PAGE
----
Friday, May 28, 2010

The Great E-Mail Debate, Continued

I got an incredible amount of support and helpfulness and booyah!s on my question about the Great E-mail Debate of 2010, and since you guys were nice enough to help me make my decision, I am going to tell you what I've decided.

1. First of all, no, I'm not going to stop replying to blog comments on a regular basis. I love the blog, I love discussing things in the comments, and I feel like the blog engenders all kinds of talk which is about everything, not just about me. It's what I enjoyed about the reading and writing LJ community way back when I started and I'm loathe to give that up.

2. I'm still planning on directing readers as much as possible towards the blog, Facebook, and Twitter. Places where it's speedy for me to reply. Plus a lot of questions can be answered by other readers on those places.

3. I'm keeping the snail mail address on my website. I designed and bought postcards for the express purpose of making snail mail work. See, le postcard?

4. Finally, I've reinstated an e-mail address that goes to a separate folder. I'm having my website updated to reflect this. and the mighty big disclaimer on it that says that I read them all but can't reply to all of them. Because yes, it's true. I've gotten some intensely private reader mails that have basically made my month as a writer, and if I don't have a place for those to be sent in confidence . . . then they just wouldn't get sent.

5. Part of this is because I read THE GRAVEYARD BOOK and loved it and wanted to send a message to Neil Gaiman saying so. I found his email on his website, with a big I CAN'T ANSWER THESE -- and it didn't bother me. I just wanted him to know that I loved it. So I sent off the e-mail, glad that I had a place to send it to. So there you have it. The Great E-Mail Debate of 2010.

Thank you EVERYBODY who commented and helped me make this extremely ulcertastic decision. I didn't think it would ever come to this and I feel simultaneously very lucky and a little sad that things have to change.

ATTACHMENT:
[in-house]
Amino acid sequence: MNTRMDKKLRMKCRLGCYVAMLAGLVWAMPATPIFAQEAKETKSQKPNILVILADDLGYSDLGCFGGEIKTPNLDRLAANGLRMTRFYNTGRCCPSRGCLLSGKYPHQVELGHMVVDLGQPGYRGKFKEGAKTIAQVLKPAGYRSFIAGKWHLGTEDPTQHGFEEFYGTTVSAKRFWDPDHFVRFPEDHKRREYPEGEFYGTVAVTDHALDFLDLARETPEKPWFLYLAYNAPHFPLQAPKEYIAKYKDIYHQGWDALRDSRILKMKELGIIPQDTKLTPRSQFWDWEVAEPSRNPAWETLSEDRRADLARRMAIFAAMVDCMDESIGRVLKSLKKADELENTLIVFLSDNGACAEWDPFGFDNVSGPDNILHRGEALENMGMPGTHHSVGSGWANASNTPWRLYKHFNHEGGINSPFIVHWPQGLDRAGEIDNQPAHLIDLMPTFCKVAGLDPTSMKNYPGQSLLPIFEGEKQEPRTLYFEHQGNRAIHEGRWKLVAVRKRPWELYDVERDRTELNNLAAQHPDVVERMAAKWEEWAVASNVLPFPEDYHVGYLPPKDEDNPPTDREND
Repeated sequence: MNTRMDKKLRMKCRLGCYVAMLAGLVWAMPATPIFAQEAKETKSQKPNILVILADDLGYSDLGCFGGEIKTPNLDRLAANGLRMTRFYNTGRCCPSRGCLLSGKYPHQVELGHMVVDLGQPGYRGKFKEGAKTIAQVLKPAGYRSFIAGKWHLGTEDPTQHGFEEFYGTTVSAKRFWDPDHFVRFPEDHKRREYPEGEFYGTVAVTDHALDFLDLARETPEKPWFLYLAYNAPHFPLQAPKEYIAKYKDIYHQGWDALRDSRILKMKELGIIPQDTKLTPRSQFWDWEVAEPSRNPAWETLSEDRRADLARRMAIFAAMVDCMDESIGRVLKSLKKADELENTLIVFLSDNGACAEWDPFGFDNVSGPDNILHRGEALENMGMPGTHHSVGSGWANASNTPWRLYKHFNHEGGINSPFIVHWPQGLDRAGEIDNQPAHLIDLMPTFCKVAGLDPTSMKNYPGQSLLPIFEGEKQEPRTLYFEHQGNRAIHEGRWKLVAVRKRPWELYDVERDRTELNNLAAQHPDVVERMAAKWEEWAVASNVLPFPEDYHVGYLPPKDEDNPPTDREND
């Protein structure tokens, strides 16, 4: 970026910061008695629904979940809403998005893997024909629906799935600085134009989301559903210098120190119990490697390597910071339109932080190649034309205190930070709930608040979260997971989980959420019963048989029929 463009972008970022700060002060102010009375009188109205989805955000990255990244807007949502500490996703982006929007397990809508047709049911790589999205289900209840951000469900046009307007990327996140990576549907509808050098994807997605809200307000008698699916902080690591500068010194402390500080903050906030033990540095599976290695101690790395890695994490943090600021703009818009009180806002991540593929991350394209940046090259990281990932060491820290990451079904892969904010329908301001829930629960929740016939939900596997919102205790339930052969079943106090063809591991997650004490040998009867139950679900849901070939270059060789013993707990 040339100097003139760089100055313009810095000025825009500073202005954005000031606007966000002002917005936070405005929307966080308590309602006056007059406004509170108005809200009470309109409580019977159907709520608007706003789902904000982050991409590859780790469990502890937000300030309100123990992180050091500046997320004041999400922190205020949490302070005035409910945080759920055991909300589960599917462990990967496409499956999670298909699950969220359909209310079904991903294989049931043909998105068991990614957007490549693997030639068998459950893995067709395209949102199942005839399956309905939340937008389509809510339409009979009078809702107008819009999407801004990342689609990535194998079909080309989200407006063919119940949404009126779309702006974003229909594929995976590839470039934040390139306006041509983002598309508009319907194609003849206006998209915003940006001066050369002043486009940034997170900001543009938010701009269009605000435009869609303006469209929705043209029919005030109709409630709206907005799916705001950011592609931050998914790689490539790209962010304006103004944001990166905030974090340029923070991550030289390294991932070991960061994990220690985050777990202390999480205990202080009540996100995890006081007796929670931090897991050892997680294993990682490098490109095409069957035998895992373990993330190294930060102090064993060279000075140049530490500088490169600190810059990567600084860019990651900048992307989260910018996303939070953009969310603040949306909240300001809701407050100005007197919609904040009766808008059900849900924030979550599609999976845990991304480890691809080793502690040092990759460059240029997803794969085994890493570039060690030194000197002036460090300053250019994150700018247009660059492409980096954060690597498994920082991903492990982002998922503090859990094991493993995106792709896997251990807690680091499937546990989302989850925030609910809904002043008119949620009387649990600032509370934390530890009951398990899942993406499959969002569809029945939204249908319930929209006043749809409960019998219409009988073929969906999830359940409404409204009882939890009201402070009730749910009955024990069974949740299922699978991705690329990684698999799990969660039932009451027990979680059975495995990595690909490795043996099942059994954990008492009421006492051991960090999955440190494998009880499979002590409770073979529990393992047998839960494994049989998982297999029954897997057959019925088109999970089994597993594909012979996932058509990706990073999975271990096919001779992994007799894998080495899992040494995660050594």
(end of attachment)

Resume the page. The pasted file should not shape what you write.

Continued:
Jess (The Cozy Reader) said...

Glad to hear you made a decision that not only makes you happy but also your readers. :)

Love the post card. :)

MeganRebekah said...

I think that's the best decision for you situation! I hope it all works out for you :)

Ella Press said...

I agree. Even if we don't get replies, I'd still like to e-mail the author, specially when I know they'll at least read them.

Glad you found a solution!

And I love the postcard! I don't have money right now, though, but later. Save me one :D

Donna Gambale said...

I wouldn't be surprised if you now get more snail mail simply because of those gorgeous postcards!

And I completely agree that readers want to send heartfelt emails that won't necessarily get a response just so the author KNOWS. Because if a book touched them that much, a response won't matter. In a way, the author contacted them first, and this is their reply!

Wow, that was kinda cheesy. But true.

Marn said...

I'm so happy with your decision!
and I'm happy you're happy too :)

I love Donna's interpretation: "In a way, the author contacted them first". I totally agree.

The postcards look great!

Melissa said...

Donna Gambale said it perfectly. I just want the author to know that they connected with me in some way. Is it great that they might write back? Yeah but do I expect it? No. I have trouble keeping up with my email, facebook, twitter, work email, etc. Why would I think that an author would be in any better place than me?

I also agree that you mat get a lot more snail mail just for the postcard!

maine character said...

Great solution. As said above, when you feel bad for not replying, you have to remember that they're replying to you. To what you sent out in the world. And often they just want to say thanks, so to know you care enough to be open to their notes is great.

Just don't do what one author did - I sent in a note recommending a book about something they'd said in an interview, and then a half year later got back a form letter saying, "Thanks for enjoying my book, and thanks for being awesome!" I'd never mentioned his book and hadn't even read it, so I knew he'd never glanced at my note.

A few other times I've seen embarrassing typos and other glitches on authors' sites and gone to tell them, and yet found no way to reach them. So they come off as arrogant (I don't need to hear from you) and end up looking stupid.

So yeah, I think this will work for you fine.

Jonathon Arntson said...

Win-win all around, well done!

So not kidding, my word ver. is dissus

Maggie Stiefvater said...

I love that reply, Donna!

Thank you guys . . .

zonagirlie said...

You kick ass, 'nuff said. :)

Audra said...

This is a tough choice to make, I'm sure, esp in this era of 'instant access'. I know that blurs the lines for many (myself included) who feel that online connection allows for mandatory back-and-forth. This is a good reminder and a good boundary to have -- one I want even for myself in my decidedly-less fannish life! ;)

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